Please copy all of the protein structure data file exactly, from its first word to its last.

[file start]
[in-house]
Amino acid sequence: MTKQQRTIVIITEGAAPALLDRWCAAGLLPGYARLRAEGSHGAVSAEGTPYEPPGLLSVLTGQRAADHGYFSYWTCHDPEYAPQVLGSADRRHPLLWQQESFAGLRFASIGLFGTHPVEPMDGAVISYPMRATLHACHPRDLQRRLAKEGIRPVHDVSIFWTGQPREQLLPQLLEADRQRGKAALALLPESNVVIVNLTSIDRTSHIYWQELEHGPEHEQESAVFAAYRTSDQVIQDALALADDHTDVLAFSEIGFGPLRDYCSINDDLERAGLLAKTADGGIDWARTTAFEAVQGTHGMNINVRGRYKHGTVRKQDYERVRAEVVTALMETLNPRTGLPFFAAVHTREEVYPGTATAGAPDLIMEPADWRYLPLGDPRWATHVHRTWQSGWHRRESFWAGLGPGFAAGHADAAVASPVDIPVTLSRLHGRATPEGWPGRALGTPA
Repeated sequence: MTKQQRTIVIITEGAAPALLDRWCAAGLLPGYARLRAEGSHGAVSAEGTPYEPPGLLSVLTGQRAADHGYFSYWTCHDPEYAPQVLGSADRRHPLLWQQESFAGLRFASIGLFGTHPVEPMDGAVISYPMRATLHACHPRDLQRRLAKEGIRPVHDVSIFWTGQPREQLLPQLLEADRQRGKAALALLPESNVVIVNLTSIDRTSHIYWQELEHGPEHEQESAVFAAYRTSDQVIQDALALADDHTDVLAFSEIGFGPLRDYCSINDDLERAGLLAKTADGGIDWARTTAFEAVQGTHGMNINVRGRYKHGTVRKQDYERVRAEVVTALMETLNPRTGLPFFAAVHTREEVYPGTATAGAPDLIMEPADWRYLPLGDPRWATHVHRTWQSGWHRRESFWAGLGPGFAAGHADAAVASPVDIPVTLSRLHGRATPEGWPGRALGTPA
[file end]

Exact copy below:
[in-house]
Amino acid sequence: MTKQQRTIVIITEGAAPALLDRWCAAGLLPGYARLRAEGSHGAVSAEGTPYEPPGLLSVLTGQRAADHGYFSYWTCHDPEYAPQVLGSADRRHPLLWQQESFAGLRFASIGLFGTHPVEPMDGAVISYPMRATLHACHPRDLQRRLAKEGIRPVHDVSIFWTGQPREQLLPQLLEADRQRGKAALALLPESNVVIVNLTSIDRTSHIYWQELEHGPEHEQESAVFAAYRTSDQVIQDALALADDHTDVLAFSEIGFGPLRDYCSINDDLERAGLLAKTADGGIDWARTTAFEAVQGTHGMNINVRGRYKHGTVRKQDYERVRAEVVTALMETLNPRTGLPFFAAVHTREEVYPGTATAGAPDLIMEPADWRYLPLGDPRWATHVHRTWQSGWHRRESFWAGLGPGFAAGHADAAVASPVDIPVTLSRLHGRATPEGWPGRALGTPA
Repeated sequence: MTKQQRTIVIITEGAAPALLDRWCAAGLLPGYARLRAEGSHGAVSAEGTPYEPPGLLSVLTGQRAADHGYFSYWTCHDPEYAPQVLGSADRRHPLLWQQESFAGLRFASIGLFGTHPVEPMDGAVISYPMRATLHACHPRDLQRRLAKEGIRPVHDVSIFWTGQPREQLLPQLLEADRQRGKAALALLPESNVVIVNLTSIDRTSHIYWQELEHGPEHEQESAVFAAYRTSDQVIQDALALADDHTDVLAFSEIGFGPLRDYCSINDDLERAGLLAKTADGGIDWARTTAFEAVQGTHGMNINVRGRYKHGTVRKQDYERVRAEVVTALMETLNPRTGLPFFAAVHTREEVYPGTATAGAPDLIMEPADWRYLPLGDPRWATHVHRTWQSGWHRRESFWAGLGPGFAAGHADAAVASPVDIPVTLSRLHGRATPEGWPGRALGTPA